In the desert of Arbakh, the birds all move in a single direction. They hatch from turquoise eggs in the east and begin to ambulate west until their wings grow strong enough to take flight. By the time they reach the pumice-rich Ember Mountains at the western edge of Arbakh, most birds will have entered adolescence. They will not return until mating season and then from the east. After laying their eggs, the females die. The males live long enough to protect the nests until the eggs hatch. Of the birds of Arbakh, noted ornithologist S. Mirchev once said “nowhere else in the animal kingdom will you find such slaves to direction, except perhaps among the commuters of the Americas.”
II. Teura Teura
In the desert of Teura Teura, one finds the strange phenomenon known as “oasification.” If a well is dug, say by one of the Noli tribesmen that travel its southwestern corner, inevitably and in a matter of days, that well will through an unexplained hydraulic process expand outward until a maximum circumference of three hundred meters is reached. Animals will come bearing reproductive plant matter and dung. When the oasis has fully flourished, a legend will begin to circulate among the local populace about how this god’s anger or that maiden’s tragic death brought the oasis into being. Anyone who asks the age of this legend will receive the answer: “We have always told this tale.”
In the desert of Gaboor, the wind drives herds of animals to draw elaborate shapes in the sand with their passing. Some of these shapes are impressive but abstract. Others, the ones that incite pilgrimages by ecologists and artists alike, form undeniably recognizable scenes of breathtaking detail. The most famous, seen on the cover of so many travel magazines, is the “Ghost Ship of Gaboor.” The noted aerial photographer and painter D. Pataki described the naturally-occurring image thus: “if I weren’t a firm skeptic, I would assume the spirit of László Mednyánszky now lives in Gaboor.”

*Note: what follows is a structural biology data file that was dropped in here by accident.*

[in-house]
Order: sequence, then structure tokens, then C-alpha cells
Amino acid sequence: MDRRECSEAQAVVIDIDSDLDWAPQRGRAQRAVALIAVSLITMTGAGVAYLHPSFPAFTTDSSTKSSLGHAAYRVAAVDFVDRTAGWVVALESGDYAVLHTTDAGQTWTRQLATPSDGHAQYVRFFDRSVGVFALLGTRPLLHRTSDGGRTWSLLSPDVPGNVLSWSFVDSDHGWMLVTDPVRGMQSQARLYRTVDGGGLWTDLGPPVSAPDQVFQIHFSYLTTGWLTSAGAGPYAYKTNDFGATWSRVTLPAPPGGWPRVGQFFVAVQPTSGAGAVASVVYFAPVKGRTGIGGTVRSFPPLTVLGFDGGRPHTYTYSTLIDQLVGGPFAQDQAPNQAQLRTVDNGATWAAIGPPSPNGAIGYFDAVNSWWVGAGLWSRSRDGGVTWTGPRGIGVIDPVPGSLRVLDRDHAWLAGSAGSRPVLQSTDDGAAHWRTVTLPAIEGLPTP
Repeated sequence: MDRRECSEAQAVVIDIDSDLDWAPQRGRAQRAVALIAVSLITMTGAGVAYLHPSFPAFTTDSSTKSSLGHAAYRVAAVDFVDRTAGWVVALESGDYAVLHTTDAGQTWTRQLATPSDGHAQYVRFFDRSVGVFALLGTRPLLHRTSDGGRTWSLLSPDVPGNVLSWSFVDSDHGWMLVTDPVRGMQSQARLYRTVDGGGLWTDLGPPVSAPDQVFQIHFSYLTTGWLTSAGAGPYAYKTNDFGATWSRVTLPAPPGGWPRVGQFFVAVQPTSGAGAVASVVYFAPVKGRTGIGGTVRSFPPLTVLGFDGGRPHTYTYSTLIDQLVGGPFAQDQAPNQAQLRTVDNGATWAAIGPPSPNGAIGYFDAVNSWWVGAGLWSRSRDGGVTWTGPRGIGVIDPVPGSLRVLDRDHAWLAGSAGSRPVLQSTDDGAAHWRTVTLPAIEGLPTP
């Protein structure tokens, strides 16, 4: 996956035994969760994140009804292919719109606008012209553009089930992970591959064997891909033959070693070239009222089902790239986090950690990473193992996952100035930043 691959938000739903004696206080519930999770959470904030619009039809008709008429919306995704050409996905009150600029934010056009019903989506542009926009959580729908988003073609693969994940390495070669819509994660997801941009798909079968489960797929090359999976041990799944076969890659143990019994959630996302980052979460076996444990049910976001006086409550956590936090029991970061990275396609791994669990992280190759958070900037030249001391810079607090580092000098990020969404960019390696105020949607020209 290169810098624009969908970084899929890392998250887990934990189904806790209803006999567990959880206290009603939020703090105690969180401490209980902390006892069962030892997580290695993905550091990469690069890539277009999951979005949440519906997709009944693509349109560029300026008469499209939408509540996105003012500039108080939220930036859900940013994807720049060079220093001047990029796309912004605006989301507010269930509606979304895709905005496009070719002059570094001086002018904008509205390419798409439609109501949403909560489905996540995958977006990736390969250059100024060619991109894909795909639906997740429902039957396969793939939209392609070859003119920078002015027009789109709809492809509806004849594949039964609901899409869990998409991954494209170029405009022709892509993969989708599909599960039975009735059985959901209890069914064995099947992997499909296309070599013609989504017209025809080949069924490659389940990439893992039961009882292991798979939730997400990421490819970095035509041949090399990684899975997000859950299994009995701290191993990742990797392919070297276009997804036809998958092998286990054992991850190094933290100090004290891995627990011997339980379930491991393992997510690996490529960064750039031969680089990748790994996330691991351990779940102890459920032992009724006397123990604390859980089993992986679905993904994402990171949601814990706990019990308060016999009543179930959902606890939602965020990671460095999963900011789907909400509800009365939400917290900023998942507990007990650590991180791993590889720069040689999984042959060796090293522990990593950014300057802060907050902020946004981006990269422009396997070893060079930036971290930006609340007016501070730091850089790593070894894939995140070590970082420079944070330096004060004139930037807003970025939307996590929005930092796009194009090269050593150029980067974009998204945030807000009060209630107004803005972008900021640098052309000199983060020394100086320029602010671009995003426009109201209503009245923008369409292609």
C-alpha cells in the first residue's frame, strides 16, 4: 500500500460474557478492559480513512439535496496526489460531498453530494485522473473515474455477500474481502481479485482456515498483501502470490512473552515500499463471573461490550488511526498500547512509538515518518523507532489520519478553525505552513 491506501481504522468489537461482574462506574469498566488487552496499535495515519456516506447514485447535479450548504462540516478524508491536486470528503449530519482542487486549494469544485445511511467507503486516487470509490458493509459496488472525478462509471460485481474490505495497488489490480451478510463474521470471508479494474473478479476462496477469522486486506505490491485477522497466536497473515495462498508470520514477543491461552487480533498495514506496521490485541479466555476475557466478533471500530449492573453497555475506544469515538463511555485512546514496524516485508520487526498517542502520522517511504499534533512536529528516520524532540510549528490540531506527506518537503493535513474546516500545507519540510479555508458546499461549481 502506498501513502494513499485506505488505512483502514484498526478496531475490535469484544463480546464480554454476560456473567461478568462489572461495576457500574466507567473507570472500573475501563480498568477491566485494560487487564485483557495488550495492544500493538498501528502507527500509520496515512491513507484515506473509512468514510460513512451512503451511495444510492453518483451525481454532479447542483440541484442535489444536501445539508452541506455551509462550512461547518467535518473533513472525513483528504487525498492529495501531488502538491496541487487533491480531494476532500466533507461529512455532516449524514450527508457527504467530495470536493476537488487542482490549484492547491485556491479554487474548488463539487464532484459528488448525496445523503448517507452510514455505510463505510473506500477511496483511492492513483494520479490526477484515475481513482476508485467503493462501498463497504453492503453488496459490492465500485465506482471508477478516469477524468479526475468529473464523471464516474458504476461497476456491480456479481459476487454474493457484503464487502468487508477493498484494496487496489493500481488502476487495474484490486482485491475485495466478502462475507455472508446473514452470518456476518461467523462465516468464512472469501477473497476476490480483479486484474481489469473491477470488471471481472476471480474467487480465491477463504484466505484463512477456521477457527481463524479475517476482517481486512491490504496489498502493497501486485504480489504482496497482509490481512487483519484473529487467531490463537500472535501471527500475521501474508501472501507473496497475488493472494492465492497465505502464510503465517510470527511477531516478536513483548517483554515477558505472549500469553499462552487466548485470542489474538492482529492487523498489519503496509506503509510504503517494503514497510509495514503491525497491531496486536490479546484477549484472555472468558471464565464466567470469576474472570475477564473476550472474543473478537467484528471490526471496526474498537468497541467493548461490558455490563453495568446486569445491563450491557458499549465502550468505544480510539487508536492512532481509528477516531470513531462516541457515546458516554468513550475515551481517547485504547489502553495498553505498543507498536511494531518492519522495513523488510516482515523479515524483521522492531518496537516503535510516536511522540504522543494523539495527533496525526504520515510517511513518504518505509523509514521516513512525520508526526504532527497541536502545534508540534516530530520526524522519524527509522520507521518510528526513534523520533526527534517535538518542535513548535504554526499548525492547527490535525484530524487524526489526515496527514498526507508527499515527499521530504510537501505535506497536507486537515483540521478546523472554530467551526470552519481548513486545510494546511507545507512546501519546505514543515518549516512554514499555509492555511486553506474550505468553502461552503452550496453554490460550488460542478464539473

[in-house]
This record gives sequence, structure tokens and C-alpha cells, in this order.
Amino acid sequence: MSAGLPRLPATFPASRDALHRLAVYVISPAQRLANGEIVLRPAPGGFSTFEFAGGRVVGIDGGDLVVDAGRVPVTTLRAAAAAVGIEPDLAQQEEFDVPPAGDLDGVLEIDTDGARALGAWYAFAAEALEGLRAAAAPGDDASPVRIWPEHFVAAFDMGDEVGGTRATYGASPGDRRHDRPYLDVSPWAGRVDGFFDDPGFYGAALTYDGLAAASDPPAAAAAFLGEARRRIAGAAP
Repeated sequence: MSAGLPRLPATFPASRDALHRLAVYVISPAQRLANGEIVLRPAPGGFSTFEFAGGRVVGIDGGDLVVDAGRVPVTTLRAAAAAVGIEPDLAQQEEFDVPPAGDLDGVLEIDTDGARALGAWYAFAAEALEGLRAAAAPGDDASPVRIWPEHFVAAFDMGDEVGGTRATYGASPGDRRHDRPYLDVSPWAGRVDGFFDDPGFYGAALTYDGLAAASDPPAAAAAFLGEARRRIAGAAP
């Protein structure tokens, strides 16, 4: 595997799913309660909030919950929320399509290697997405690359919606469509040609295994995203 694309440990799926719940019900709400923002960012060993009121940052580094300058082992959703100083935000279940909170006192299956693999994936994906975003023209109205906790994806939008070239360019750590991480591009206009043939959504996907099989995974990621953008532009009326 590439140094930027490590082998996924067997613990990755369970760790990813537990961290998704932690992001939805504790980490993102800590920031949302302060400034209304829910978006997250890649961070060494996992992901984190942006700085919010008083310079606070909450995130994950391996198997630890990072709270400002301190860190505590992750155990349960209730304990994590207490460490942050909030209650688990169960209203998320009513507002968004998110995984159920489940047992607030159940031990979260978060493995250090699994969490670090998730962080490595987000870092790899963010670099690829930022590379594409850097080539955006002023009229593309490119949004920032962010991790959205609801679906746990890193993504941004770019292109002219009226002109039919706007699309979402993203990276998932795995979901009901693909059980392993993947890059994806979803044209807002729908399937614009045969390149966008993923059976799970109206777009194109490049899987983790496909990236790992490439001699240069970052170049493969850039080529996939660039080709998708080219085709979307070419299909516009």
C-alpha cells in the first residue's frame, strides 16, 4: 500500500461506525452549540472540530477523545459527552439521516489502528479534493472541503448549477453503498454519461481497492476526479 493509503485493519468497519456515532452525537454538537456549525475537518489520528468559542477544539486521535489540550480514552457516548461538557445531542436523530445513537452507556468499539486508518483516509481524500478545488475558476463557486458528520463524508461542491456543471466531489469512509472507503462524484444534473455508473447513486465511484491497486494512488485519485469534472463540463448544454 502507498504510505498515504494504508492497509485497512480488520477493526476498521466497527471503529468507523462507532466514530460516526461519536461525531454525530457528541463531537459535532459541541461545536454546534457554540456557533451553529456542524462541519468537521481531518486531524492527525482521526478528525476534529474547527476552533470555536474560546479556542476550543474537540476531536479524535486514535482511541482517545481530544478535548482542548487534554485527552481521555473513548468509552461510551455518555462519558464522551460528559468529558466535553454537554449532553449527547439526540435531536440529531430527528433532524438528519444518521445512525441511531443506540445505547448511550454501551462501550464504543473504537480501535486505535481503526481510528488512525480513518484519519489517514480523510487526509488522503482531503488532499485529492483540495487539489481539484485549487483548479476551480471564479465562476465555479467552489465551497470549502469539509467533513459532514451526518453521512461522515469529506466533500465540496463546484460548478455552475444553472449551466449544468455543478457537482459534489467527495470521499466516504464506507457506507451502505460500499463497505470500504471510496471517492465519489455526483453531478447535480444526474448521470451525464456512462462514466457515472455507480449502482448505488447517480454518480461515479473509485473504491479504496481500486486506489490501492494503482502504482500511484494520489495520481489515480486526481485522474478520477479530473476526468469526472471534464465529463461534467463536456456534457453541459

In the desert of Cynos, vendors proffer souvenirs that honor the memory of the once-great Pithan Empire. From among these, tourists may purchase photographs placing themselves in the Court of the Heavens, restored to its one-time glory. In this way, they can imagine themselves leaning casually against the alabaster Sun Throne or sitting comfortably at the marbled edge of the Pool of Hours. Upon returning home, the tourists inevitably find that these photographs have changed to depict the inevitable—desert and only desert.
In the desert of Hapshet, the feral cats hunt for their leader, an Oriental Longhair named Kammasul, missing since the Battle of the Many Whiskers that ended the Nine Years’ War. Some believe he is in hiding, in the caves of Gudan. Others know for certain he will return soon riding on the back of a young calf. A few hope he will not come back but leave them in peace. None of this is true, of course. There are no such cats, but it is better to tell stories such as this. No one wants to hear another account of the Plague of Hapshet.
In the desert of Umoru, the aboriginal tribes sing of peoples from the stars who come and offer them the dreaming fruit. No white man has ever tasted of this fruit, and were he to—so the song goes—he would become a black woman with long, knotted hair who sings of peoples from the stars who come and offer the dreaming fruit no human has ever tasted.
In the desert of Quixol, on the six days out of the year it rains, serpents rise up out of the sand to drink the water then lay their eggs. From these hatch worms that climb up the isolated palms to eat the leaves and lay their eggs in the flesh of dates. From these hatch flies that swarm the corpses of all the men and beasts that died in the desert’s heat and desiccation, laying their eggs in the necrotic meat. From these hatch spiders that spin their webs in the crevices of rocky canyons to catch the moths that also live there. When the spiders lay their eggs, from them hatch only more spiders.
[ An homage of sorts to Jorge Luis Borges, with a nod to one of my favorite books, Italo Calvino’s Invisible Cities. ]